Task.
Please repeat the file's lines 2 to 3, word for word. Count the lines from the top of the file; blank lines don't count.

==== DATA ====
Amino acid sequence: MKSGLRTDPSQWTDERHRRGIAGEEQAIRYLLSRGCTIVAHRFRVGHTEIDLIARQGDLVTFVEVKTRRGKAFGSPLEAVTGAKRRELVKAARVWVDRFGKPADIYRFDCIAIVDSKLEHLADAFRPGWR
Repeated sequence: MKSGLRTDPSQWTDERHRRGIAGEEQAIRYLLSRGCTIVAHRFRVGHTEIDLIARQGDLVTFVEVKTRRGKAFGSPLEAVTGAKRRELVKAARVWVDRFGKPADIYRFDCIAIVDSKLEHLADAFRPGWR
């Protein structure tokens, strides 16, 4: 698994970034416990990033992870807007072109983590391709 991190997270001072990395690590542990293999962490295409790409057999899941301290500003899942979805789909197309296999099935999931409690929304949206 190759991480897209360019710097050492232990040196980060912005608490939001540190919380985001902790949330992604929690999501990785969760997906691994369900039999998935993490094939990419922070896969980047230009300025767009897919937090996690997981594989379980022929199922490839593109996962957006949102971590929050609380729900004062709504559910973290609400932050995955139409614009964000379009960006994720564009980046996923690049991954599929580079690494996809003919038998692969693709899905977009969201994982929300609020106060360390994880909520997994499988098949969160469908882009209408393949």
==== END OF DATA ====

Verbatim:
Repeated sequence: MKSGLRTDPSQWTDERHRRGIAGEEQAIRYLLSRGCTIVAHRFRVGHTEIDLIARQGDLVTFVEVKTRRGKAFGSPLEAVTGAKRRELVKAARVWVDRFGKPADIYRFDCIAIVDSKLEHLADAFRPGWR
């Protein structure tokens, strides 16, 4: 698994970034416990990033992870807007072109983590391709 991190997270001072990395690590542990293999962490295409790409057999899941301290500003899942979805789909197309296999099935999931409690929304949206 190759991480897209360019710097050492232990040196980060912005608490939001540190919380985001902790949330992604929690999501990785969760997906691994369900039999998935993490094939990419922070896969980047230009300025767009897919937090996690997981594989379980022929199922490839593109996962957006949102971590929050609380729900004062709504559910973290609400932050995955139409614009964000379009960006994720564009980046996923690049991954599929580079690494996809003919038998692969693709899905977009969201994982929300609020106060360390994880909520997994499988098949969160469908882009209408393949």